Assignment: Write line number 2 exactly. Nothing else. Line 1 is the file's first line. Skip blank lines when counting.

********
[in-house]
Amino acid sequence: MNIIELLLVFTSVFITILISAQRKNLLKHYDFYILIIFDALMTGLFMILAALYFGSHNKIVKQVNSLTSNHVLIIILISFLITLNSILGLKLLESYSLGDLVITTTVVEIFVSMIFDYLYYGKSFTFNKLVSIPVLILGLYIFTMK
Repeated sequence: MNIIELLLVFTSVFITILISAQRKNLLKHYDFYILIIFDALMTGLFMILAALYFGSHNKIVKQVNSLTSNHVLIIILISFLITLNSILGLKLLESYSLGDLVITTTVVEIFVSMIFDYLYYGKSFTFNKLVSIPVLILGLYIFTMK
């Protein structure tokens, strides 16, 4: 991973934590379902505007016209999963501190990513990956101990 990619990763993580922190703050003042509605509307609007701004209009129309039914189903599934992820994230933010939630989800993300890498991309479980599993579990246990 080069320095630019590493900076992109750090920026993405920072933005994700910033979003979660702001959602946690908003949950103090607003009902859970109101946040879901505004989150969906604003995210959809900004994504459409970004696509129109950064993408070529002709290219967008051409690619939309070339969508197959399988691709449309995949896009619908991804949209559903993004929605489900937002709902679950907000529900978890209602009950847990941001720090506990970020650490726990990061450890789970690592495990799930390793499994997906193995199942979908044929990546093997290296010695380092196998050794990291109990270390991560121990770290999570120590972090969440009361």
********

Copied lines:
Amino acid sequence: MNIIELLLVFTSVFITILISAQRKNLLKHYDFYILIIFDALMTGLFMILAALYFGSHNKIVKQVNSLTSNHVLIIILISFLITLNSILGLKLLESYSLGDLVITTTVVEIFVSMIFDYLYYGKSFTFNKLVSIPVLILGLYIFTMK